Also all the talk about the ranch house foundation collapsing is pure speculation.  Houston does predominatly have terrible soil, but much to my surprise on the home I am currently building, my house sits on sand directly above stone...and the stone is at a depth of 7'....That is as good a building strata as you can get anywhere in the world...odds of my foundation moving - close to zero...How does anyone know what soil is under what particular house?  You dont.  The only way to know is to drill and test.  Your just putting someone elses house down to feel good about living in your own.  Just enjoy your house....his house may collapse tomorrow or may outlast your house...you dont know... and your cute little craftsman may be swallowed by a sink-hole tomorrow.  

 

Why is it that people in the Heights always feel the need to tell everyone else how much better their house is?  Its a phenomenon I have not seen anywhere else in Houston.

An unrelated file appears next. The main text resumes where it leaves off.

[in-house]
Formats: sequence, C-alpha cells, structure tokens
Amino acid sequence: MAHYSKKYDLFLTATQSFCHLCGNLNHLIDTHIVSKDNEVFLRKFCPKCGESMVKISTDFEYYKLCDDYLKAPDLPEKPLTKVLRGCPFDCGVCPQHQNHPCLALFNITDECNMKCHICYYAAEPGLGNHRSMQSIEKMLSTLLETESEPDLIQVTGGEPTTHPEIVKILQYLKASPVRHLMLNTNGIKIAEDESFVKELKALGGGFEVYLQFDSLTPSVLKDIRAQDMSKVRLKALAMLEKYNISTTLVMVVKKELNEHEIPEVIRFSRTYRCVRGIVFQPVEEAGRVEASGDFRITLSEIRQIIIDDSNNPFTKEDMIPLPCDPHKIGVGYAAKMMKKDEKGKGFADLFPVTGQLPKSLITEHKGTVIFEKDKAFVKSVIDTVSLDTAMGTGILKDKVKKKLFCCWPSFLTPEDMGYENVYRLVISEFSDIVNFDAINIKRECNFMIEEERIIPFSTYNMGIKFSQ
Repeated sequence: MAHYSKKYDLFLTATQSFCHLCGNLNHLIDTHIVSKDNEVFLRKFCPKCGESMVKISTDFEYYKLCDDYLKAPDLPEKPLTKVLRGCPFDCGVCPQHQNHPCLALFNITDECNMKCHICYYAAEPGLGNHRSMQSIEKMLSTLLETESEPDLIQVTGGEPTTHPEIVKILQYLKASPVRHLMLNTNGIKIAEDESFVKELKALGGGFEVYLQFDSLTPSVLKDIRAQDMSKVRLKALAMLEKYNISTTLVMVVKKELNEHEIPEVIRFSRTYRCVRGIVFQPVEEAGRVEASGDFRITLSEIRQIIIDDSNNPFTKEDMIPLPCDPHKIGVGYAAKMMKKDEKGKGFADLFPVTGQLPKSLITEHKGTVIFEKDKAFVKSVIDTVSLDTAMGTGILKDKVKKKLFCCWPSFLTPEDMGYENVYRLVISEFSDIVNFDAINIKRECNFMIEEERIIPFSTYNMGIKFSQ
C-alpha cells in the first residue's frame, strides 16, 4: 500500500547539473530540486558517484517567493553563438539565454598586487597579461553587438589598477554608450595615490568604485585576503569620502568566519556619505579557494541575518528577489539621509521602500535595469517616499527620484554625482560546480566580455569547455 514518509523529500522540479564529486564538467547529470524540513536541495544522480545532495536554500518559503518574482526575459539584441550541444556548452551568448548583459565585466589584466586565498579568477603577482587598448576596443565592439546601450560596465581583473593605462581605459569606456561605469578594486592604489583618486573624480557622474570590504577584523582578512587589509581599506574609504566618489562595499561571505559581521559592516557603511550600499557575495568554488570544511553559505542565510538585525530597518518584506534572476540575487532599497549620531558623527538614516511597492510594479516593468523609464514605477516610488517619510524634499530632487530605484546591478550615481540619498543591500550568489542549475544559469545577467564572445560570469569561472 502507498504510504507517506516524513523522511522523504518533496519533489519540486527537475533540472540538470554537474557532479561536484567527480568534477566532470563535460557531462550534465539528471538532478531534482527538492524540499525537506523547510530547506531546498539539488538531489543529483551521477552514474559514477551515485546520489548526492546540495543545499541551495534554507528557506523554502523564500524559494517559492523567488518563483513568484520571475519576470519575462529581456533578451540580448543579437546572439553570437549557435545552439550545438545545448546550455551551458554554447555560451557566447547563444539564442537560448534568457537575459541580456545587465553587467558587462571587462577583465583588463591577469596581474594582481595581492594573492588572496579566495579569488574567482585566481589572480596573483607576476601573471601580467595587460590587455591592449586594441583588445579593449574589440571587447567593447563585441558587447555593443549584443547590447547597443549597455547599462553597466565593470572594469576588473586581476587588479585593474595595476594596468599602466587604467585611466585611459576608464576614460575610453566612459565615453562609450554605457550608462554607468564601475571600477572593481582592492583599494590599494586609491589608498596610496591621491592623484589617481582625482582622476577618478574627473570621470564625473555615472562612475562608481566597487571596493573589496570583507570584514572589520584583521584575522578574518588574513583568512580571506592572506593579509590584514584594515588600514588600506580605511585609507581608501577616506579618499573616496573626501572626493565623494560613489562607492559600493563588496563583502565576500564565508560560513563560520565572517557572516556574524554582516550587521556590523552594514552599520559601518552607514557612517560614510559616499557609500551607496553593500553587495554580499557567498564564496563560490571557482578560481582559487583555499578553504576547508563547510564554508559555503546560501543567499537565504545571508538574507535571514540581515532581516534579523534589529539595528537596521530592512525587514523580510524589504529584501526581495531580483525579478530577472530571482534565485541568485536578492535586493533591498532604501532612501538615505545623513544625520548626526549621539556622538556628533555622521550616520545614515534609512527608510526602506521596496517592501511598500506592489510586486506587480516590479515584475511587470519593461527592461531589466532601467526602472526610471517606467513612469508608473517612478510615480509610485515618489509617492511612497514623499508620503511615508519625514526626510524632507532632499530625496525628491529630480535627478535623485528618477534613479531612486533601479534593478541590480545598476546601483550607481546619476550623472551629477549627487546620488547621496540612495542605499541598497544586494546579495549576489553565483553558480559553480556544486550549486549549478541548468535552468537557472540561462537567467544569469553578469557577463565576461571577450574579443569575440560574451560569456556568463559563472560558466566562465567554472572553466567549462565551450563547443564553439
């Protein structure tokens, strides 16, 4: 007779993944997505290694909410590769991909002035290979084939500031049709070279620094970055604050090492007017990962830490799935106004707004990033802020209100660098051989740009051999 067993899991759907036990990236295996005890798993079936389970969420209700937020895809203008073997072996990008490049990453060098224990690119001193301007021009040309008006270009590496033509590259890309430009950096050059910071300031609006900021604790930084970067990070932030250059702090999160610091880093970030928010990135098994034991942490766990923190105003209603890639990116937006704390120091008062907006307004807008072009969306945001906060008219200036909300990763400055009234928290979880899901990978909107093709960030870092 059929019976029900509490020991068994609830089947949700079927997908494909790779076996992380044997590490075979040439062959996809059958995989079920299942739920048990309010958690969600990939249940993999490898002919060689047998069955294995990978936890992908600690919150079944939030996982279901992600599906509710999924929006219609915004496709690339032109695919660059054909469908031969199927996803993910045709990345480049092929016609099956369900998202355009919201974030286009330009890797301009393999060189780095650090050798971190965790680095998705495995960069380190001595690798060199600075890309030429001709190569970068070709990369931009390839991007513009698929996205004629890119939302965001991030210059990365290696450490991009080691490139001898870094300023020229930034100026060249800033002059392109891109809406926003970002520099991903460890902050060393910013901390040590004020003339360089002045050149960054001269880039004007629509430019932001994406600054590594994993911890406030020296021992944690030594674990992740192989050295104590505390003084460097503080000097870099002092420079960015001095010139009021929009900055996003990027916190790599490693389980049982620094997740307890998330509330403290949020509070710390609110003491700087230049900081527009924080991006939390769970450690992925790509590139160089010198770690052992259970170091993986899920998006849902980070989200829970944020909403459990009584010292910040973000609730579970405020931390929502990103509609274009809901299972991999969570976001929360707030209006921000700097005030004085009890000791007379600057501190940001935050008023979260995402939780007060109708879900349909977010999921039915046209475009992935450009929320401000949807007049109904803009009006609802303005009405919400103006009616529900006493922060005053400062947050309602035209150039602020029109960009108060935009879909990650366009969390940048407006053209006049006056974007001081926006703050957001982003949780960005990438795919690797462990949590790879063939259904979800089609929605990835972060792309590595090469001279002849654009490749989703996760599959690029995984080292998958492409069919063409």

Many homes were largely provided by many different kit home companies, Sears, Ladies' Home Journal, a local Houston kit company called Crain Ready-Cut Kit Homes, among others. Add this to the fact that each respective company had many different plans available as well as constant updates adding new plans and obsoleting others on the way. You also have to take into consideration that the heights was built over a 50 yr period from 1890 to around the mid 1940s. Now lets compound that with the fact that there are many people renovating (adding additions, changing up building materials, etc). I still stand by my original statement. The only thing you proved is that you have a very high level generic understanding of Craftsman homes, but haven't necessarily read about Houston's specific history with them.